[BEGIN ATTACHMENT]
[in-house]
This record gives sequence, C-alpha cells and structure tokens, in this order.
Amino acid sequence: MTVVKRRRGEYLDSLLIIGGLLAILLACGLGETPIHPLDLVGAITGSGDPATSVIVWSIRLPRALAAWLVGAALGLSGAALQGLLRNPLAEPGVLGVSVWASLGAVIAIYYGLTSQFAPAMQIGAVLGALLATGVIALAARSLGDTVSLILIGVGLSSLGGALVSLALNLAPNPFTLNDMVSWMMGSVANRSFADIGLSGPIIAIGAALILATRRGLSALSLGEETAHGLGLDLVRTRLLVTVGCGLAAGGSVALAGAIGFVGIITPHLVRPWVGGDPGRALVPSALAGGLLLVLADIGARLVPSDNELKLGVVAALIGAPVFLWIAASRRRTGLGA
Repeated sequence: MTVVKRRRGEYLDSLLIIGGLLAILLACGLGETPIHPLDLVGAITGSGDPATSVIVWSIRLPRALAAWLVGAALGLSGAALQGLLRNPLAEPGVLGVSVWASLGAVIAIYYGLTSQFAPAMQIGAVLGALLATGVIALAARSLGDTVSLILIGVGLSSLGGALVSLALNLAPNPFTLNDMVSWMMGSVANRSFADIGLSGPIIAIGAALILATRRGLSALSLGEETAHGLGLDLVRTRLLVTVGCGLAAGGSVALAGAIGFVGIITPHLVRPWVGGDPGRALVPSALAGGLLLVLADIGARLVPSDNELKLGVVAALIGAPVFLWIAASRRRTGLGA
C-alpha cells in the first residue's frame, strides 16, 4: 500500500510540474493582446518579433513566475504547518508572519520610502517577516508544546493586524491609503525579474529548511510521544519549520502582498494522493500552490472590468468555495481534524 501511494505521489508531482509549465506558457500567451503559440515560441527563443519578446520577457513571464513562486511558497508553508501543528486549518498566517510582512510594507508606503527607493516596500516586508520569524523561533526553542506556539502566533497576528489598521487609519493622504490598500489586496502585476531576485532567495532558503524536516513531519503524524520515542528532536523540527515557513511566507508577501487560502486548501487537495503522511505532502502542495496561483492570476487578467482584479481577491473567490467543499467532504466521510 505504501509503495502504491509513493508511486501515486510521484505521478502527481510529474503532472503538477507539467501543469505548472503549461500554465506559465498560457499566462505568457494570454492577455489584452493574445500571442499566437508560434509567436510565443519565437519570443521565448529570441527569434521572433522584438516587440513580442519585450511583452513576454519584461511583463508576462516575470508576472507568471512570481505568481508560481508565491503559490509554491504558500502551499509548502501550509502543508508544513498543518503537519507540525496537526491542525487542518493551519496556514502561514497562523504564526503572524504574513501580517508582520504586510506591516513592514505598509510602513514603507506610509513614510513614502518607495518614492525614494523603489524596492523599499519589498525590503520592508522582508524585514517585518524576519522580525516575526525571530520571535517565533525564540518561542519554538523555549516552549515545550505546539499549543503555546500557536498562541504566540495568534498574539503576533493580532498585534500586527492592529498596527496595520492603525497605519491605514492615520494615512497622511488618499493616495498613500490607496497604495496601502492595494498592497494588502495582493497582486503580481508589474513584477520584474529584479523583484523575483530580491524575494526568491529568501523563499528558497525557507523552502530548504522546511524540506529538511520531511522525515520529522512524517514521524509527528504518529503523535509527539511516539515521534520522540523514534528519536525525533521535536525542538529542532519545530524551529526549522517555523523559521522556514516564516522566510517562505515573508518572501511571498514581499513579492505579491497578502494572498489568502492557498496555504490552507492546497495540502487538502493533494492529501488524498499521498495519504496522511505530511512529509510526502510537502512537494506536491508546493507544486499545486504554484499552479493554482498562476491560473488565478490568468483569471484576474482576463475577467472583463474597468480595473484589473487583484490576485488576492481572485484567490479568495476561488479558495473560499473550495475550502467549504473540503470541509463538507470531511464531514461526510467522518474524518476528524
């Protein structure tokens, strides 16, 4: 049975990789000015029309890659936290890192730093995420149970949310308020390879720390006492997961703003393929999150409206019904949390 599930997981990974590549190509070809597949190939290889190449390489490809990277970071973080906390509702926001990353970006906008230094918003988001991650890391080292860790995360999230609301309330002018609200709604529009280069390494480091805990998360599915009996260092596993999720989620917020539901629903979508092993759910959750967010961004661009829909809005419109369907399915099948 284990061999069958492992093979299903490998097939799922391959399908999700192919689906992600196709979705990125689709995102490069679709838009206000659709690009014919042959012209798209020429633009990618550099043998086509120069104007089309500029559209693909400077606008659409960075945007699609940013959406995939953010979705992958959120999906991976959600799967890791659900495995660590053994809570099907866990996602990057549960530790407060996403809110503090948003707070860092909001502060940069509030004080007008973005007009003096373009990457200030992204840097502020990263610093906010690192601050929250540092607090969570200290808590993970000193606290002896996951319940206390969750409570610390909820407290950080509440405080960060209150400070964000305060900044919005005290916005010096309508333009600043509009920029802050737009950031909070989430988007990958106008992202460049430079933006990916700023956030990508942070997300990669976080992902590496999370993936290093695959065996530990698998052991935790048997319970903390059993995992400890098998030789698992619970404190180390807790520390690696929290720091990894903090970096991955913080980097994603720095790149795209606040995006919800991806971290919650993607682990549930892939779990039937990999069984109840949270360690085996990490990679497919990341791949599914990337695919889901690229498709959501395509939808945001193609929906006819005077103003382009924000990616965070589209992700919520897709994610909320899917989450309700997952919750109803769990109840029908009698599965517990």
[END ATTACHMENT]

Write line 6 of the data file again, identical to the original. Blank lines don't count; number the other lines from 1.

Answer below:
């Protein structure tokens, strides 16, 4: 049975990789000015029309890659936290890192730093995420149970949310308020390879720390006492997961703003393929999150409206019904949390 599930997981990974590549190509070809597949190939290889190449390489490809990277970071973080906390509702926001990353970006906008230094918003988001991650890391080292860790995360999230609301309330002018609200709604529009280069390494480091805990998360599915009996260092596993999720989620917020539901629903979508092993759910959750967010961004661009829909809005419109369907399915099948 284990061999069958492992093979299903490998097939799922391959399908999700192919689906992600196709979705990125689709995102490069679709838009206000659709690009014919042959012209798209020429633009990618550099043998086509120069104007089309500029559209693909400077606008659409960075945007699609940013959406995939953010979705992958959120999906991976959600799967890791659900495995660590053994809570099907866990996602990057549960530790407060996403809110503090948003707070860092909001502060940069509030004080007008973005007009003096373009990457200030992204840097502020990263610093906010690192601050929250540092607090969570200290808590993970000193606290002896996951319940206390969750409570610390909820407290950080509440405080960060209150400070964000305060900044919005005290916005010096309508333009600043509009920029802050737009950031909070989430988007990958106008992202460049430079933006990916700023956030990508942070997300990669976080992902590496999370993936290093695959065996530990698998052991935790048997319970903390059993995992400890098998030789698992619970404190180390807790520390690696929290720091990894903090970096991955913080980097994603720095790149795209606040995006919800991806971290919650993607682990549930892939779990039937990999069984109840949270360690085996990490990679497919990341791949599914990337695919889901690229498709959501395509939808945001193609929906006819005077103003382009924000990616965070589209992700919520897709994610909320899917989450309700997952919750109803769990109840029908009698599965517990």